The quel’dorei were convinced that it wasn’t the arcane arts that was the issue – it was the matter of corruption, of letting the arcane get to them and twist them that was the problem. Simply forbidding the arcane wasn’t a solution; it was cowardice – what the quel’dorei felt they should be doing was learning to use the arcane properly. Years passed, around seven thousand of them, give or take a few, and the quel’dorei grew more and more desperate. Here they were, immortal, and doomed to a weak half-life, a life in which they were forbidden to do that which came naturally to them.

Dath’Remar had had enough. He took his followers, the quel’dorei, the leftover Highborne, and they banded together to unleash a magical storm across Ashenvale forest. Perhaps he wished to catch the night elves attention – perhaps he hoped that the night elves would put his people to death, as it seemed a better alternative than living the shell of the life they’d been forced to live for seven thousand years. Regardless, the night elves couldn’t bring themselves to kill so many of their kin, and so they chose a different path for the quel’dorei – they banished them from Kalimdor altogether.

The night elves, for whatever reason, seem to enjoy this ‘let’s just shove everything that’s unpleasant under the rug or across the ocean so we don’t have to look or think about it anymore’ tactic. First it’s arcane magic, then it’s the quel’dorei themselves. Interesting.

Settlements and the Founding of the High Kingdom

So Dath’Remar led his people over the oceans, on ships that were specially constructed for the long journey, glad to be rid of his night elf cousins once and for all. The ships landed in Tirisfal Glades, and Dath’Remar took the name Sunstrider for himself, meaning ‘he who walks in the day’, to suit the changes that were taking place among the quel’dorei. The quel’dorei abandoned the concepts of Elune and nocturnal living entirely, embracing the sun instead, and the quel’dorei formed a settlement in Tirisfal for a time, becoming ‘high elves’ in full.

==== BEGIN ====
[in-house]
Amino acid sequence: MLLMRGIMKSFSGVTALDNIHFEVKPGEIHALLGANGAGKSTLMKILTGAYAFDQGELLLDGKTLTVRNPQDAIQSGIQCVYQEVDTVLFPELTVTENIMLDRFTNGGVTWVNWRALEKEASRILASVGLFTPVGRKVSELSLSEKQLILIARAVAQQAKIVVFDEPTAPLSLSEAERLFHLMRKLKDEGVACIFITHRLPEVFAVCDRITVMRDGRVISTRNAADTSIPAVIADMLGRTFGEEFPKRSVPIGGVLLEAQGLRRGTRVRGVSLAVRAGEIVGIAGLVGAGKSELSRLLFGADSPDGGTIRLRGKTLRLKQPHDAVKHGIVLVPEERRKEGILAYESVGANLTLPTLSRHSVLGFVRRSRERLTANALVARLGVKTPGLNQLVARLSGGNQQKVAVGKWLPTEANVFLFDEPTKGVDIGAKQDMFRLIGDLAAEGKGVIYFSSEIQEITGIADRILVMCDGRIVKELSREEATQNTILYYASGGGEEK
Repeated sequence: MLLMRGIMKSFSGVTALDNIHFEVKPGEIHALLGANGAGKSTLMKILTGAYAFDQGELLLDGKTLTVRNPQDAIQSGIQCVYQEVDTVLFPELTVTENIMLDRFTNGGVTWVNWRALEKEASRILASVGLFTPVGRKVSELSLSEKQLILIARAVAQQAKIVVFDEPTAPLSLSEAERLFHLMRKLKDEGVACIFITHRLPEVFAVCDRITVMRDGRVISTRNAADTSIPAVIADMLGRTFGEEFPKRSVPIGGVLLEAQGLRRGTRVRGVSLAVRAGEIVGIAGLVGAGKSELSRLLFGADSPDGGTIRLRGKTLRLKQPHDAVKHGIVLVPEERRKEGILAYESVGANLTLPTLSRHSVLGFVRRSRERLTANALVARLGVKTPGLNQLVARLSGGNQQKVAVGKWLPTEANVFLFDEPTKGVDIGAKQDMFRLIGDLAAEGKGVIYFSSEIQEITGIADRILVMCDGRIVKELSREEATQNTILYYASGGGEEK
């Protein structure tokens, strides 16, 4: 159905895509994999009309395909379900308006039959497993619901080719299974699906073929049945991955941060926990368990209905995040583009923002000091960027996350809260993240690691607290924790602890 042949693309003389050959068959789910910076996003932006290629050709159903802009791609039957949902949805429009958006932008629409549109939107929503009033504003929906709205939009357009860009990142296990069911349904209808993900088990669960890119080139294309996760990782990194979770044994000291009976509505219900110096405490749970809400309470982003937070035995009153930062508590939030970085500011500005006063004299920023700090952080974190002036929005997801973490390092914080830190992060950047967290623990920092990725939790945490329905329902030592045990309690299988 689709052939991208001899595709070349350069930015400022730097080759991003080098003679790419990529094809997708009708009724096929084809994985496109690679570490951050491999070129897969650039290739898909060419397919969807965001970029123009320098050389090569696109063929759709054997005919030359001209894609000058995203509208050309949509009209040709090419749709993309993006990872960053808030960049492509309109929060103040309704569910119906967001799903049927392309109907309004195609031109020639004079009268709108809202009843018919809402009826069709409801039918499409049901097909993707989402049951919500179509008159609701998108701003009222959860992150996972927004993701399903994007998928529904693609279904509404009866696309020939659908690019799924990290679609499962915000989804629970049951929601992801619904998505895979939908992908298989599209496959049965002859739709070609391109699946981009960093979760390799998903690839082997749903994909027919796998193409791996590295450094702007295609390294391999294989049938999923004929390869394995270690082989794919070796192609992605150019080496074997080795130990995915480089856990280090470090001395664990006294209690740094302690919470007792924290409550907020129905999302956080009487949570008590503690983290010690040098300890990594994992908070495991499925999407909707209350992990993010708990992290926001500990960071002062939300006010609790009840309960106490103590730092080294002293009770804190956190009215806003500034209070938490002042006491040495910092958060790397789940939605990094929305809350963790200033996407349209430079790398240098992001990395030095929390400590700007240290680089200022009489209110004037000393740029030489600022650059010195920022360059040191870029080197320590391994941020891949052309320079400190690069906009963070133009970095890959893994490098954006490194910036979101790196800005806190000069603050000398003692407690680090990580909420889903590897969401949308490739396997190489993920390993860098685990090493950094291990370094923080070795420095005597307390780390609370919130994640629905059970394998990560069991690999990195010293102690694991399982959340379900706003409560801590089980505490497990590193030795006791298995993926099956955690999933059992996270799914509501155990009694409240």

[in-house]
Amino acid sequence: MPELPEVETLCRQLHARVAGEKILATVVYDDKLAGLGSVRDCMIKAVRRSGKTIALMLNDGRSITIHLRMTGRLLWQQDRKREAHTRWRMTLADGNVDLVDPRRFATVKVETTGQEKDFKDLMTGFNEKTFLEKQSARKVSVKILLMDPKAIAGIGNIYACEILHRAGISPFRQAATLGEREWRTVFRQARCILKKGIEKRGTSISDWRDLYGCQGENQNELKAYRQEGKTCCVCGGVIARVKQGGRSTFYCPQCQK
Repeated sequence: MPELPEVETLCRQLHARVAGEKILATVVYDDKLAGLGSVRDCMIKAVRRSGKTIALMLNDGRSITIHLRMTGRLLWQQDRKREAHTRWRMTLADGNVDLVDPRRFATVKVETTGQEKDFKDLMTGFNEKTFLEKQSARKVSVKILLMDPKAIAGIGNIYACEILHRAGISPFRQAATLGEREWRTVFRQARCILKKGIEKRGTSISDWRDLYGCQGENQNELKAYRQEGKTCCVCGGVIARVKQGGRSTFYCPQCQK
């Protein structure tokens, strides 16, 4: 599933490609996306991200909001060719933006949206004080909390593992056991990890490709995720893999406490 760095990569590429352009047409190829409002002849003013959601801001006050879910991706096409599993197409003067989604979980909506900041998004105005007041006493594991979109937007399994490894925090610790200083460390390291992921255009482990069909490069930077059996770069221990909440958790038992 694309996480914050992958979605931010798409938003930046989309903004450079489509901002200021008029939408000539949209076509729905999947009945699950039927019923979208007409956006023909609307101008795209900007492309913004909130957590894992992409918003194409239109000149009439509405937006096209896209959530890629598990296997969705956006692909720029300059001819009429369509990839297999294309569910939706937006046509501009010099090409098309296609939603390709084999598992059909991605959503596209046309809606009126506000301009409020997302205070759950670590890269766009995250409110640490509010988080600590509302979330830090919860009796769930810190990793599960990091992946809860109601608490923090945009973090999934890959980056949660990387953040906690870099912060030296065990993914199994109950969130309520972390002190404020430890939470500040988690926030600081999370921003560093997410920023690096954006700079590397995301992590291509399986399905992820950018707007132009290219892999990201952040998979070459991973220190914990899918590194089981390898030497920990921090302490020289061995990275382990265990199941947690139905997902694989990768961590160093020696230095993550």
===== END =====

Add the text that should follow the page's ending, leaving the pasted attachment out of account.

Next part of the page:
They left Tirisfal after a time – there are references to some elves being driven insane, and the belief that something evil slept beneath the earth. This indicates Tirisfal as a possible location for one of the Old Gods that was locked beneath the earth by the Titans at the beginning of time. Around this time, the quel’dorei also became completely severed from the Well of Eternity, or what remained of it under Nordrassil, becoming vulnerable to the elements and losing their immortality entirely. They weakened further, gradually becoming the pink-skinned, fair-haired, shorter elves that we are familiar with today.

These high elves discovered the primitive humans, but ignored them, moving on and finding a much larger menace – the forest trolls of Zul’Aman, a branch of what was left of the great Amani Empire. The elves and trolls fought relentlessly, and the high elves finally discovered a land in the northern forests that suited them and built the kingdom of Quel’Thalas, ‘high kingdom’ or ‘high home’. They vowed that their beloved city would soon become an empire that would dwarf that of their weaker cousins. Unfortunately, they soon discovered that Quel’Thalas was built upon the ruins of an ancient troll city that the Amani still viewed as sacred – and the Amani, already angry with the elves encroachment upon their lands, promptly began attacking the elven settlements.

The high elves fought back and won; utilizing what little magic they had left over from the Well of Eternity. Some elves, still wary of possible infiltration by the Burning Legion that had twisted their brethren and caused the Sundering, decided to create a protective barrier around the city to allow them to continue using their magic without attracting the attention of the Burning Legion. They placed a series of runestones around the borders of their lands.

The Sunwell and the First Troll War

Quel’Thalas flourished, becoming a shining monument to the progress of the high elves – while the high elves no longer held the same reverence for nature as their cousins to the west, they still appreciated it, and went to great lengths to incorporate their surroundings into their architecture. They placed an enchantment on the surrounding forests, so that it would always appear to be springtime, bright gold, yellow and red. And the high elves created a new well for themselves, to once more imbue their people with the power that they’d lost so long ago: the Sunwell.